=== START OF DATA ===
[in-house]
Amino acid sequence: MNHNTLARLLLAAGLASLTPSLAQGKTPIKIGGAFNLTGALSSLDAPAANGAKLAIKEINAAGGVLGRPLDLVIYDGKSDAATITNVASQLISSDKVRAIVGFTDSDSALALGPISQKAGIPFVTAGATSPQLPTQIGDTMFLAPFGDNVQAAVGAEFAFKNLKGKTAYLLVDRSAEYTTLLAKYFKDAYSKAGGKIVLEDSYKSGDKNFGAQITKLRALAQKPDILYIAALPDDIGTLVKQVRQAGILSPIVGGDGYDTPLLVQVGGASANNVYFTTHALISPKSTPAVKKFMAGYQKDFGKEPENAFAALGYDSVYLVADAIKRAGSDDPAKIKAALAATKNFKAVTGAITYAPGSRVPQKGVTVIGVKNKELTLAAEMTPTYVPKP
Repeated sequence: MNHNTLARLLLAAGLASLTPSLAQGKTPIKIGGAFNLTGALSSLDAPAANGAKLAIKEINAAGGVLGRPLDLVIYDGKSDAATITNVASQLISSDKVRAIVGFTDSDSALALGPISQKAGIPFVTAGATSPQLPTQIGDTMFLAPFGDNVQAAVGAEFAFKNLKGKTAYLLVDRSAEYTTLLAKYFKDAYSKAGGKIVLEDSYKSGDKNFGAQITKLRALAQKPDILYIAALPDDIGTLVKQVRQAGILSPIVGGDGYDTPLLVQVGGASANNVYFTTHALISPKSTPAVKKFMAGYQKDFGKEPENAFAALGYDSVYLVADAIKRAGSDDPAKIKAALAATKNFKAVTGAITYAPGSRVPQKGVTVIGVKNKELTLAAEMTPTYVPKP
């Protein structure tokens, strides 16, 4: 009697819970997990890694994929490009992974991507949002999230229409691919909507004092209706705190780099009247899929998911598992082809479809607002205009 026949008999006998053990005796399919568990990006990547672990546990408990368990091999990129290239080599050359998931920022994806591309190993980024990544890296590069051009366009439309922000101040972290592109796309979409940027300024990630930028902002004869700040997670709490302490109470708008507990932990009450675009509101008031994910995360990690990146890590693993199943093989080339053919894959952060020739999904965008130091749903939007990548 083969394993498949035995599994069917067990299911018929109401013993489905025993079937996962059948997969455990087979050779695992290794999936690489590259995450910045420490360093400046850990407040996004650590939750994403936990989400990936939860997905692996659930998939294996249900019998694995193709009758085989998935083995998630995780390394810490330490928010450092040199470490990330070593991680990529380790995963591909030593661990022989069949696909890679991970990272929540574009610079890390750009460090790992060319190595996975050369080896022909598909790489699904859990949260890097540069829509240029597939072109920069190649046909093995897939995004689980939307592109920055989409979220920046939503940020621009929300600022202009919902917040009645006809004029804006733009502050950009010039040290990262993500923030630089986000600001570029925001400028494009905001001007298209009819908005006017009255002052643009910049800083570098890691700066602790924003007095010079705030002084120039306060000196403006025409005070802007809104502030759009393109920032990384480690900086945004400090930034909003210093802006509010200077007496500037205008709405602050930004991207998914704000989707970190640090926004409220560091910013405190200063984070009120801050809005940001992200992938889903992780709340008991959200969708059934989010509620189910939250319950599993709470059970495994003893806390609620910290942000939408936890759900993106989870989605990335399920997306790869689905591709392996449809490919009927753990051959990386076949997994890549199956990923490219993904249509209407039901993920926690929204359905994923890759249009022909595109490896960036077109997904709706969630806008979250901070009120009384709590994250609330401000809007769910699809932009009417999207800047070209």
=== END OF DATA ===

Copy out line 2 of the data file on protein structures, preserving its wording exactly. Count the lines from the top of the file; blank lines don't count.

Amino acid sequence: MNHNTLARLLLAAGLASLTPSLAQGKTPIKIGGAFNLTGALSSLDAPAANGAKLAIKEINAAGGVLGRPLDLVIYDGKSDAATITNVASQLISSDKVRAIVGFTDSDSALALGPISQKAGIPFVTAGATSPQLPTQIGDTMFLAPFGDNVQAAVGAEFAFKNLKGKTAYLLVDRSAEYTTLLAKYFKDAYSKAGGKIVLEDSYKSGDKNFGAQITKLRALAQKPDILYIAALPDDIGTLVKQVRQAGILSPIVGGDGYDTPLLVQVGGASANNVYFTTHALISPKSTPAVKKFMAGYQKDFGKEPENAFAALGYDSVYLVADAIKRAGSDDPAKIKAALAATKNFKAVTGAITYAPGSRVPQKGVTVIGVKNKELTLAAEMTPTYVPKP